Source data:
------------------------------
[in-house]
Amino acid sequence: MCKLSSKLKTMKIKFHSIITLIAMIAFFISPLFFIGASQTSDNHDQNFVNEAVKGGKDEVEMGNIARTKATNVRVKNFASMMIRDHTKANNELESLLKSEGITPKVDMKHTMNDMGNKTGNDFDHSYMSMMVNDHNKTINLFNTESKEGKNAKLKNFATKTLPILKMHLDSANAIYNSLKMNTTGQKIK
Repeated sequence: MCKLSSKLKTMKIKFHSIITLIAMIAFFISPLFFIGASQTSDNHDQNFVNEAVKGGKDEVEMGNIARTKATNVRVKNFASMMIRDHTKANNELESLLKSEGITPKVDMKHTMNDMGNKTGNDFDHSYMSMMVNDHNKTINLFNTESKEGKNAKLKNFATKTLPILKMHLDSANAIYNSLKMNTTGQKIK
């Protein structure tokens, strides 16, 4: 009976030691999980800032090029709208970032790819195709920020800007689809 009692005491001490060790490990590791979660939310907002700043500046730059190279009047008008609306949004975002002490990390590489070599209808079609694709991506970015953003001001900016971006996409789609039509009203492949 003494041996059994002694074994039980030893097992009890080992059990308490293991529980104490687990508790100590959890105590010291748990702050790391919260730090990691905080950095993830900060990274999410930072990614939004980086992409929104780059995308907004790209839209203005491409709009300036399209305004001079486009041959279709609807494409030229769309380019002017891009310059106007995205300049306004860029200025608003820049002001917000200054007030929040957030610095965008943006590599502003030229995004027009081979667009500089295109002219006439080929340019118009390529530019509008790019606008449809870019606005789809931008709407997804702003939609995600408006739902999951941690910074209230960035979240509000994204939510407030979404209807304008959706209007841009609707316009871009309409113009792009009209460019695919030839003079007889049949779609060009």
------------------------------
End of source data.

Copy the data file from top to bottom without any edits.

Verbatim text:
[in-house]
Amino acid sequence: MCKLSSKLKTMKIKFHSIITLIAMIAFFISPLFFIGASQTSDNHDQNFVNEAVKGGKDEVEMGNIARTKATNVRVKNFASMMIRDHTKANNELESLLKSEGITPKVDMKHTMNDMGNKTGNDFDHSYMSMMVNDHNKTINLFNTESKEGKNAKLKNFATKTLPILKMHLDSANAIYNSLKMNTTGQKIK
Repeated sequence: MCKLSSKLKTMKIKFHSIITLIAMIAFFISPLFFIGASQTSDNHDQNFVNEAVKGGKDEVEMGNIARTKATNVRVKNFASMMIRDHTKANNELESLLKSEGITPKVDMKHTMNDMGNKTGNDFDHSYMSMMVNDHNKTINLFNTESKEGKNAKLKNFATKTLPILKMHLDSANAIYNSLKMNTTGQKIK
């Protein structure tokens, strides 16, 4: 009976030691999980800032090029709208970032790819195709920020800007689809 009692005491001490060790490990590791979660939310907002700043500046730059190279009047008008609306949004975002002490990390590489070599209808079609694709991506970015953003001001900016971006996409789609039509009203492949 003494041996059994002694074994039980030893097992009890080992059990308490293991529980104490687990508790100590959890105590010291748990702050790391919260730090990691905080950095993830900060990274999410930072990614939004980086992409929104780059995308907004790209839209203005491409709009300036399209305004001079486009041959279709609807494409030229769309380019002017891009310059106007995205300049306004860029200025608003820049002001917000200054007030929040957030610095965008943006590599502003030229995004027009081979667009500089295109002219006439080929340019118009390529530019509008790019606008449809870019606005789809931008709407997804702003939609995600408006739902999951941690910074209230960035979240509000994204939510407030979404209807304008959706209007841009609707316009871009309409113009792009009209460019695919030839003079007889049949779609060009």